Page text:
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Think Again: Dick Cheney's Post Presidency

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Crossposted with the Center for American Progress

Eric Alterman, Danielle Ivory

Former President George W. Bush recently mused with the press about scooping up his dog's droppings. Meanwhile, former Vice President Dick Cheney has taken on the role of attack dog. Some conservatives have suggested that President Barack Obama somehow goaded Cheney into this role when he attacked the VP during the campaign.

Alas, it was no secret to anyone that much of what we call the "Bush administration" was really the "Cheney administration" beginning with Cheney's choice of himself as VP. Cheney's profile in the Bush administration was hardly that of the proverbial "warm bucket of spit." Rather, as de jure vice president, Cheney acted as de facto president, sometimes behind the curtain, sometimes in front of it.

In his excellent book, Angler: The Cheney Vice Presidency, Barton Gellman wrote, "Cheney's influence in the Bush administration is widely presumed but hard to illustrate. Many of the men and women who know him best said an explanation begins with the way he defined his role." He continued: "Other recent vice presidents have enjoyed a standing invitation to join the president at "policy time." But Cheney's interventions have also come in the president's absence, at Cabinet and sub-Cabinet levels where his predecessors were seldom seen. He found pressure points and changed the course of events by "reaching down," a phrase that recurs often in interviews with current and former aides.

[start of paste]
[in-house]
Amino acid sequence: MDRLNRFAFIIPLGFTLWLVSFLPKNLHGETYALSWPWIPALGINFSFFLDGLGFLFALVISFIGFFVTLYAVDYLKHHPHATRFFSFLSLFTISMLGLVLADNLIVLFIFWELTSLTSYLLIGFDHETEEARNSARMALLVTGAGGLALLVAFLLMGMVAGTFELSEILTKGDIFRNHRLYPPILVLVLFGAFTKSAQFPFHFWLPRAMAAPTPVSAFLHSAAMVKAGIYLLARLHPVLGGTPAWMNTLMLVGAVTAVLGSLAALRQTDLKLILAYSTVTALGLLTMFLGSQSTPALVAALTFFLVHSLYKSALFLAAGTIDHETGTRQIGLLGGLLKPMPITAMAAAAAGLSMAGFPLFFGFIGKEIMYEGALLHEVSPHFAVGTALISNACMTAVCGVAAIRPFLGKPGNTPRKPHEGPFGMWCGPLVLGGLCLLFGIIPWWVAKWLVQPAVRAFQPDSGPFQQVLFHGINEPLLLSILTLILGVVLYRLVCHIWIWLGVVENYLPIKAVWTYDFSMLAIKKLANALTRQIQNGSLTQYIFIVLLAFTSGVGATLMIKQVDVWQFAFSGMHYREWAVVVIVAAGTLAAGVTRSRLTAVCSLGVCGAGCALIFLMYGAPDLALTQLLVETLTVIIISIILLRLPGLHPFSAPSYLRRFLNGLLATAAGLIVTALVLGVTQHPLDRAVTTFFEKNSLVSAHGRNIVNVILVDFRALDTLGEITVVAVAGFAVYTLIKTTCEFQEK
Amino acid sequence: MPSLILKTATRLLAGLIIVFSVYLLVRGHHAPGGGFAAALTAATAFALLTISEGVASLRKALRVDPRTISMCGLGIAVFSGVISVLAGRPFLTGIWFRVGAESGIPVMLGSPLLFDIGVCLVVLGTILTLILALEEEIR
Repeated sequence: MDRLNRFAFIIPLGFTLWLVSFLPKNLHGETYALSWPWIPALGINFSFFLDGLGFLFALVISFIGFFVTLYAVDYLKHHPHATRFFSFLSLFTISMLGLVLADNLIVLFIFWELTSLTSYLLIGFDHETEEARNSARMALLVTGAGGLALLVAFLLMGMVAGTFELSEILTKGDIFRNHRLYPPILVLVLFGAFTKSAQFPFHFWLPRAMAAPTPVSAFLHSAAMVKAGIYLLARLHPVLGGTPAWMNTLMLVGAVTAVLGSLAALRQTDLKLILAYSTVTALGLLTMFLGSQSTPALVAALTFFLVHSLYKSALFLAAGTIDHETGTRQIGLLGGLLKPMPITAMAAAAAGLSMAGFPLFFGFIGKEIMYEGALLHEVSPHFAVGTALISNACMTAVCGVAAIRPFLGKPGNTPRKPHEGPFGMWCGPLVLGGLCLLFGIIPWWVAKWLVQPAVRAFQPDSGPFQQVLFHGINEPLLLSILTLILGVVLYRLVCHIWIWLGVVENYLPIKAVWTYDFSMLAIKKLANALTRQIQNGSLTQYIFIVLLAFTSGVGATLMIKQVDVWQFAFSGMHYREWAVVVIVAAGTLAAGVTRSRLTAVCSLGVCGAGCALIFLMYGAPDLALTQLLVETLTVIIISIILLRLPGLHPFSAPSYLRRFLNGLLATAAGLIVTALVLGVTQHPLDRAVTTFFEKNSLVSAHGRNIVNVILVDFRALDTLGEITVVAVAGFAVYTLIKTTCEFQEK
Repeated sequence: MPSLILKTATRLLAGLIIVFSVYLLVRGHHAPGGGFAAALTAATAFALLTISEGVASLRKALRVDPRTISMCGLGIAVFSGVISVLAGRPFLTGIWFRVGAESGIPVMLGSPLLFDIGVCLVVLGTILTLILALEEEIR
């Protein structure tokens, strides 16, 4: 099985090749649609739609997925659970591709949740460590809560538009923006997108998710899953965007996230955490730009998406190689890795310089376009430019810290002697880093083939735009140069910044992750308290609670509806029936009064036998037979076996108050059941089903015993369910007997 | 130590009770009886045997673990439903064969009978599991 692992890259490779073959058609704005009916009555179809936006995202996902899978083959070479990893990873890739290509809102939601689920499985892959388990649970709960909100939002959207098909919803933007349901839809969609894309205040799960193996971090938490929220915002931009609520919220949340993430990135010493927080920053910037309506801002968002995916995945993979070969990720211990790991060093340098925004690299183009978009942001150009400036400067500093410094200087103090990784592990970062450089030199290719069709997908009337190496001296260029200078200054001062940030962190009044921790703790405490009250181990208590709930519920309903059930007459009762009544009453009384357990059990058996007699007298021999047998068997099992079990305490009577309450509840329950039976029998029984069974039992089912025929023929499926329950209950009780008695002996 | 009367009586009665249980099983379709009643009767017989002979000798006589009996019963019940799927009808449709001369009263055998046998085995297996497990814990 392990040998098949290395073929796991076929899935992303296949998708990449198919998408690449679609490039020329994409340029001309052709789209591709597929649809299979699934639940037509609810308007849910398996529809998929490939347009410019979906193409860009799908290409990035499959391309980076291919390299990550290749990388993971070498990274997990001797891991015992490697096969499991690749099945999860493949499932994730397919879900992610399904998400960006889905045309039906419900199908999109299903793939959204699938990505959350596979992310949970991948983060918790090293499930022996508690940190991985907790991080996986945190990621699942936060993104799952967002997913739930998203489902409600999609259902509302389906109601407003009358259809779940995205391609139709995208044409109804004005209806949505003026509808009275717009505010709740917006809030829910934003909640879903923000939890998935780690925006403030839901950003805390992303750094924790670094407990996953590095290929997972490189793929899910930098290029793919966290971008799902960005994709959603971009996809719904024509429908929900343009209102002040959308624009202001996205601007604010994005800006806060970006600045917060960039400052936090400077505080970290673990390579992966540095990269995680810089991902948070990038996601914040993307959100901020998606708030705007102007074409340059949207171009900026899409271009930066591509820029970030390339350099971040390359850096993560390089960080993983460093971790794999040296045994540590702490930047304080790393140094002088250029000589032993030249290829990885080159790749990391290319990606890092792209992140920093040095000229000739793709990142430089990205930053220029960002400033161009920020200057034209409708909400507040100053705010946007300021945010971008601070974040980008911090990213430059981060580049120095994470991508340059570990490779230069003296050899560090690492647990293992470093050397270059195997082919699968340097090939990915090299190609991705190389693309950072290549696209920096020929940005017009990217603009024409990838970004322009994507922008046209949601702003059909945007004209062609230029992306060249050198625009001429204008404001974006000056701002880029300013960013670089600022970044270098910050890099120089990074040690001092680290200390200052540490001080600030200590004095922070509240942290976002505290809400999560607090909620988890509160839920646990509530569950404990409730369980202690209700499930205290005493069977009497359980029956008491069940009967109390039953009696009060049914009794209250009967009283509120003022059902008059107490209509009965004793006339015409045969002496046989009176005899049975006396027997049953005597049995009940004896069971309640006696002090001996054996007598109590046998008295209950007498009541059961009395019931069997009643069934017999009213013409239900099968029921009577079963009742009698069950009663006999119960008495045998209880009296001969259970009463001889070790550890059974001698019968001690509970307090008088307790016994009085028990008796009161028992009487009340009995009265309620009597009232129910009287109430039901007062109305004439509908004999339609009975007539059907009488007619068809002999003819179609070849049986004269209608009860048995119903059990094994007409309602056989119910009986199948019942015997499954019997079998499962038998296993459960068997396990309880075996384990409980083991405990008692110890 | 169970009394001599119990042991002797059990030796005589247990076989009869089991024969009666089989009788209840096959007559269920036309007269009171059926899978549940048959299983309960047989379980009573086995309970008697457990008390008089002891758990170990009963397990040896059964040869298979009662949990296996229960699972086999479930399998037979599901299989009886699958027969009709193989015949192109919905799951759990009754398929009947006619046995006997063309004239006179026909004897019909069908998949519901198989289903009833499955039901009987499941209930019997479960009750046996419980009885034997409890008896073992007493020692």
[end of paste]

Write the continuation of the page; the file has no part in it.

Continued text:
Mary Matalin, who was counselor to the vice president until 2003 and remains an informal adviser, described Cheney's portfolio as "the iron issues" -- a list that, as she defined it, comprises most of the core concerns of every recent president. Cheney took on "the economic issues, the security issues . . . the energy issues" -- and the White House legislative agenda, Matalin said, because he became "the go-to guy on the Hill." Other close aides noted, as well, a major role for Cheney in nominations and appointments.

This was unprecedented. As Robert Kuttner has pointed out Cheney's role actually created a kind of constitutional crisis....

You can read the rest of Eric Alterman and Danielle Ivory's analysis in their recent article, "Think Again: Dick Cheney's Post Presidency."

Eric Alterman is a Senior Fellow at the Center for American Progress and a Distinguished Professor of English at Brooklyn College. He is also a Nation columnist and a professor of journalism at the CUNY Graduate School of Journalism. His seventh book, Why We're Liberals: A Handbook for Restoring America's Most Important Ideals was recently published in paperback. He occasionally blogs at http://www.thenation.com/blogs/altercation.

Danielle Ivory is a reporter and producer for the American News Project. She lives in Washington, D.C.

This column was recently named as a finalist in the category of "Best Commentary -- Digital" for the Mirror Awards.